Farming and Homesteading Heritage Poultry

Discussion in 'Exhibition, Genetics, & Breeding to the SOP' started by Yellow House Farm, Feb 3, 2011.

  1. 3riverschick

    3riverschick Poultry Lit Chaser

    May 19, 2009
    western PA
    My Coop
    Originally Posted by Yellow House Farm [​IMG]

    Hmmm....I'd offer some different ideas. Outcrossing is actually very hard to see through to completion. It takes major dedication, very high numbers, and ruthless on-going culling. There's actually nothing easy there.

    If you keep enough breeders and manage your program, keeping strict records, wing-banding, toe-punching, maintaining multiple cocks, you don't need to bring in new blood as long as you began well. With rare breeds, if one is really intending to work with them, one needs to maintain either alone or with other equally long-term committed breeders a large enough program to be self-containing, or one will be forced to bring in other blood which will likely be a step down.

    @Shellz: Being the bearer if hard tidings isn't easy, but Malines were a difficult choice for beginning. They are not in the SOP. There is no established bloodlines surrounding them in North America. You won't have a standard to breed to or mentors to support you save this fellow who has them. I totally--100%--applaud your move to settle on one breed, but before you open Pandora's box and lose another season or two,, I'd honestly--politely--but honestly recommend recycling the eggs, and getting an SOP standardized bird. On many levels, Malines are dead end. I know this falls as a disappointment, but in the long-run you're going to find yourself fairly alone with your Malines. There's so much fun community to be had otherwise.


    Well, with experience, I gotta agree with Yellow House. I am always seeking the road less traveled and love to take something and make it better, I started in Golden Salmon Marans. The rarest of the Marans colors. Just love the BBR cock with the salmon-breasted, stippled hen. Not accepted in the SOP. I started 5 times in 2 years, trying to find something worthy of a foundation flock. Nada. So out of frustration, I left Marans and decided to maybe try Euskal Oilia. The Basque hen. Also not SOP. I was vigorously studying them when it began to dawn on me from reading various threads on BYC, just how much time and work it really takes to bring back a breed. I was thinking like dogs, maybe 3 generations. But the experts were talking "decades", even longer if one had a difficult color in their chosen breed. As I remember, Malines is a cuckoo breed. It is one of the main founding breeds behind the French Marans. Yes, you could cross a Cuckoo Marans with a Malines and go from there.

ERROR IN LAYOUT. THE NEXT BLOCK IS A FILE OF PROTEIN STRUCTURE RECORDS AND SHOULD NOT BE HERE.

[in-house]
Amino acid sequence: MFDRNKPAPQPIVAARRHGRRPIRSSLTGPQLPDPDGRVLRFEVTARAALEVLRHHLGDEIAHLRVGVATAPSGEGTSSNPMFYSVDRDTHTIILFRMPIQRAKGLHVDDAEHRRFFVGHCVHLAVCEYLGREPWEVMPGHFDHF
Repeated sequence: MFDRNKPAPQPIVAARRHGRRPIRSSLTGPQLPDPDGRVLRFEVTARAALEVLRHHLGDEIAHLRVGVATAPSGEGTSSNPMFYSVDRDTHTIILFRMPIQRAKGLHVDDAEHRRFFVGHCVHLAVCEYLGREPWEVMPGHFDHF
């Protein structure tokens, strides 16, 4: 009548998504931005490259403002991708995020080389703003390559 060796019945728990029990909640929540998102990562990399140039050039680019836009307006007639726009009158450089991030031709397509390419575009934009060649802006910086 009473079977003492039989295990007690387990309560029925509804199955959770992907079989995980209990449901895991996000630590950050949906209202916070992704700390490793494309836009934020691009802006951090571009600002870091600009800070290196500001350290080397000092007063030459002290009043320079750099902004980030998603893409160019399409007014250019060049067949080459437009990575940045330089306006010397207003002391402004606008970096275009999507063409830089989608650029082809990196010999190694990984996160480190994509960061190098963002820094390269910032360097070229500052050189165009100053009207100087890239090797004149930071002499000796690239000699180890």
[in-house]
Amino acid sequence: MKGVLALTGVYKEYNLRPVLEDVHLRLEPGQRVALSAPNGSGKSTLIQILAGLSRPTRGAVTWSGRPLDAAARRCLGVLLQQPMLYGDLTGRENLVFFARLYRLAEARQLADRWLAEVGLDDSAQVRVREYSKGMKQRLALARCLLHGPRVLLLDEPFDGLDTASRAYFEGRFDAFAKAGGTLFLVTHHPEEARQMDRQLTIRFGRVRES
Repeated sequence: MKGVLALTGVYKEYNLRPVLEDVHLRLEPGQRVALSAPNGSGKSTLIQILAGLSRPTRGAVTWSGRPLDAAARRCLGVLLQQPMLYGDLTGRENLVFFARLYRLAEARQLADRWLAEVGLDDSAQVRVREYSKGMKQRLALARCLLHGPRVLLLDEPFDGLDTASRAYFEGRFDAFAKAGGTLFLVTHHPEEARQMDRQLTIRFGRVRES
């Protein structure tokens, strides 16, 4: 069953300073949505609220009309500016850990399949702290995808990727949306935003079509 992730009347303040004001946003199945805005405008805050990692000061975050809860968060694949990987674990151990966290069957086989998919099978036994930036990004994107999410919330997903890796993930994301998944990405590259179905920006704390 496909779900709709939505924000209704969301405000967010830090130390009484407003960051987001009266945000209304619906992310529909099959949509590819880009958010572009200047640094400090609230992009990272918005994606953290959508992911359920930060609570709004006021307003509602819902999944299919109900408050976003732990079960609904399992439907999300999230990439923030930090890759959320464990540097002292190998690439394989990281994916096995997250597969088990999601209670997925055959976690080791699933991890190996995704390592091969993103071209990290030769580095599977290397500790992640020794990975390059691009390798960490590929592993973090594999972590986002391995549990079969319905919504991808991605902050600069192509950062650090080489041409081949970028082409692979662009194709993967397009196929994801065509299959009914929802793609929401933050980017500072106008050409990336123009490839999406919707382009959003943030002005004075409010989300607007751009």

But all this aside, Who was I to think I could accomplish more quickly what the veteran breeders were strongly warning was going to take decades to do and require 1,000's of chicks along the way? Few people have the facilities of breed those kinds of numbers. I don't. I was thinking I could be the exception until it dawned on me, none ( Yup, none) of the experts with decades in poultry agreed with me. There wasn't a single exception out there for me to use as an ally. I sat down and reconsidered. Then decided to go with Light Sussex. An SOP breed with a rich literary history in English. Yes, those translations are a bear to get the nuances out of, sigh. I worked with them a lot when I was Director of Archives for the Marans Of America Club. Now I have birds from a show strain and can spend my poultry time making a bird with a fine heritage even better.
    I also have the camaraderie of fellow breeders to help me, instead of constantly receiving relies to me queries stating, "I don't know"..
    P.S Yes, I still am on the road less traveled, smile. Walt offered me the opportunity to obtain a strain of pure English strain Light Sussex. I am enamored, smile. And enjoying my birds.
    Last edited: Jun 19, 2013
  2. C Bar C Ranch

    C Bar C Ranch Out Of The Brooder

    Jun 14, 2013
    What an interesting tale, 3riverschick! I am so glad you found the breed for you. I too am a "road less traveled" sort of fellow, and it is for that very reason I went with the Dorking. Such a historic breed with lots of potential for function. I know the rule of ten applies, but I am hoping to have enough decent stock to begin with at least three trios to give myself a broader genetic base. I think there needs to be a happy medium between the expanse of the gene pool and the quality of the genes in the pool.
  3. Extra Java

    Extra Java Chillin' With My Peeps

    Sep 1, 2012
    Southern CA
    My Coop
    3riverschick ... I'm surprised our paths haven't crossed! I too have made the same mistakes in rare breed choices. Been there found out. I have t-shirts for Wheaten Marans AND Euskal Oiloa as well (both mammoth project breeds). I'm really enjoying this thread and truly wish I would have found it sooner. What a wonderful group of dedicated and brilliant individuals...I can almost hear the neurons firing. LOL

    Good points made above!

    Speaking a bit on hardiness...last night, I went out with my flashlight to check for mites & lice...a few of my birds have them however, out of 10 Dorking hens...not a bug on any of them even though they're roosting right next to the others!